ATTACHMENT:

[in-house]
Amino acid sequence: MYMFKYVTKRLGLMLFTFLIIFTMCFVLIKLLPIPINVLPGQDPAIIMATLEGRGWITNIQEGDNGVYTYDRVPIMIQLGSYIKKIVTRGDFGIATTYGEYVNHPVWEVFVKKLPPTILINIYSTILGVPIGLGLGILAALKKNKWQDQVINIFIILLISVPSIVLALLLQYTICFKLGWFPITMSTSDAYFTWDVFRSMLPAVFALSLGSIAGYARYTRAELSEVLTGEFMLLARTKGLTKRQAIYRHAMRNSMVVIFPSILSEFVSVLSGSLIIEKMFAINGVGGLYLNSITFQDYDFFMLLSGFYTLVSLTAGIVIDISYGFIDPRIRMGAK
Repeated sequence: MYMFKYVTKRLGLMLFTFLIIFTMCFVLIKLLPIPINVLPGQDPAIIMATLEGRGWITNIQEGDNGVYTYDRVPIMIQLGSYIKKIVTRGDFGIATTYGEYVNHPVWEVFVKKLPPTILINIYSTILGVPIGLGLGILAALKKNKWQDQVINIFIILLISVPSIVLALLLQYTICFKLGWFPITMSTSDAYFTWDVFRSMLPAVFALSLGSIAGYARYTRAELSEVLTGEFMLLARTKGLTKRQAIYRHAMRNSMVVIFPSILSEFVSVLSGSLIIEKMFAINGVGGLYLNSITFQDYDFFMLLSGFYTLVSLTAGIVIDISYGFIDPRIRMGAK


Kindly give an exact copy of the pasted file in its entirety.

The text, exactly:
[in-house]
Amino acid sequence: MYMFKYVTKRLGLMLFTFLIIFTMCFVLIKLLPIPINVLPGQDPAIIMATLEGRGWITNIQEGDNGVYTYDRVPIMIQLGSYIKKIVTRGDFGIATTYGEYVNHPVWEVFVKKLPPTILINIYSTILGVPIGLGLGILAALKKNKWQDQVINIFIILLISVPSIVLALLLQYTICFKLGWFPITMSTSDAYFTWDVFRSMLPAVFALSLGSIAGYARYTRAELSEVLTGEFMLLARTKGLTKRQAIYRHAMRNSMVVIFPSILSEFVSVLSGSLIIEKMFAINGVGGLYLNSITFQDYDFFMLLSGFYTLVSLTAGIVIDISYGFIDPRIRMGAK
Repeated sequence: MYMFKYVTKRLGLMLFTFLIIFTMCFVLIKLLPIPINVLPGQDPAIIMATLEGRGWITNIQEGDNGVYTYDRVPIMIQLGSYIKKIVTRGDFGIATTYGEYVNHPVWEVFVKKLPPTILINIYSTILGVPIGLGLGILAALKKNKWQDQVINIFIILLISVPSIVLALLLQYTICFKLGWFPITMSTSDAYFTWDVFRSMLPAVFALSLGSIAGYARYTRAELSEVLTGEFMLLARTKGLTKRQAIYRHAMRNSMVVIFPSILSEFVSVLSGSLIIEKMFAINGVGGLYLNSITFQDYDFFMLLSGFYTLVSLTAGIVIDISYGFIDPRIRMGAK